Hello There, Guest!  

[OQSPS] Explaining Terrorism Threat Level Across Western Countries

#24
Progress has been made, but, sorry, but I am still not satisfied.

Quote:while military intervention in the Middle East has a fairly strong relationship with the first (d = 0.69–1.63, r = .40; β = 0.39–0.45) and second measure (d = 0.53–1.46, r = .41; β = 0.28– 0.46), but a less consistent relationship with the third (d = 0.39–2.37, r = .30; β = 0.33–0.52).

Quote:Both hypotheses received some support from the analyses. Percentage of Muslims in the population (logged) had a strong association with the first and third measures of terrorist threat, but a somewhat weaker association with the second. Military intervention in the Middle East has a fairly strong relationship with the first and second measure, but a less consistent relationship with the third: although all three measures of military intervention were significant in the multiple regression models, only part of anti-ISIS military coalition had significant bivariate association with log of 1 + number of arrests for religious terrorism.

What the seems looks to be talking about is the consistency of the effect. But as can be seen, the effect is 100% directionally and size-wise fairly consistent. What is not consistent is whether the p-value is below alpha or not, but of what interest is this? Given the effect size and the sample size, even if there is a true effect, we would not have a p-value < alpha in all cases.

Let me explain why I think it is a problem calling this a lack of consistency by quoting the classic Schmidt and Hunter (1984) paper:
http://onlinelibrary.wiley.com/doi/10.11...x/abstract

Quote:By the end of World War 11, hundreds of validation studies had been conducted to determine the extent to which ability tests predict performance on different jobs. When these studies were compiled by Ghiselli (1966),he found marked variation in validity coefficients even across sets of studies in which very similar tests were used to predict performance on seemingly similarjobs. Ghiselli concluded that most of this variance was apparently due to specific factors that determined the nature of job performance in particular settings. This situational specificity hypothesis of employment test validities predated Ghiselli’s research; the effect of Ghiselli’s findings was to provide seemingly strong support for that hypothesis.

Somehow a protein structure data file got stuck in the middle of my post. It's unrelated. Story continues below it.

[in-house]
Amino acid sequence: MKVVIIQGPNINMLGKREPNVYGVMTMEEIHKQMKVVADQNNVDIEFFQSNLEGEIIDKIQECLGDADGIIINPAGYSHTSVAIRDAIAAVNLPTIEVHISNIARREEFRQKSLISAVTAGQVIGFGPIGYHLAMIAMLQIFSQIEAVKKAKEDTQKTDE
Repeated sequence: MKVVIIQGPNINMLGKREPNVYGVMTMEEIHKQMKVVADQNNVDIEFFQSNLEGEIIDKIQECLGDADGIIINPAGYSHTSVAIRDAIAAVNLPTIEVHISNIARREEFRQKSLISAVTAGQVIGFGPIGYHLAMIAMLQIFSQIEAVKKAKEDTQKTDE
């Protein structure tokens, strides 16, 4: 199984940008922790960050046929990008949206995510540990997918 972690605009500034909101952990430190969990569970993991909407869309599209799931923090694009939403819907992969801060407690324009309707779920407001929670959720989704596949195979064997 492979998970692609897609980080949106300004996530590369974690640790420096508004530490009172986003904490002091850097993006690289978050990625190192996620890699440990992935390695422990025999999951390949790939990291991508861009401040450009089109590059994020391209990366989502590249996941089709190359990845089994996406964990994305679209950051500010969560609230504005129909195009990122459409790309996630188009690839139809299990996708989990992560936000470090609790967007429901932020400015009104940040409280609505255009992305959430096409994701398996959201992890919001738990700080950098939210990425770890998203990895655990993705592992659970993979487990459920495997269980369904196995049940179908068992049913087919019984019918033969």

The situational specificity hypothesis, as it has existed historically, makes two predictions, one well known and obvious and one that is less well known and more subtle. The well known and obvious prediction is that there will be substantial variation in validities across settings and organizations for the same and similar tests and jobs and this variation will be real. Research in validity generalization has challenged this prediction by demonstrating that most, and in many cases all, of the variance in validity coefficients across studies is due to statistical and measurement artifacts, principally sampling error. The alternative hypothesis tested has been that situational specificity of job performance is either nonexistent or has little or no effect on validity coefficients of ability tests used in employment, and that, as a consequence, employment test validities are generalizable. In recent years, research evidence has accumulated indicating that the validities of numerous employment selection procedures are indeed generalizable across settings, organizations. and time periods. For summaries of the research on validity generalization, see Schmidt and Hunter (1981), Hunter and Schmidt ( 1983), and Linn and Dunbar (1982)

In other words, using language like this ("less consistent") invites the error that plagued the earlier studies of validity of tests for personnel selection: attributing sampling error to moderator effects whereas none existed.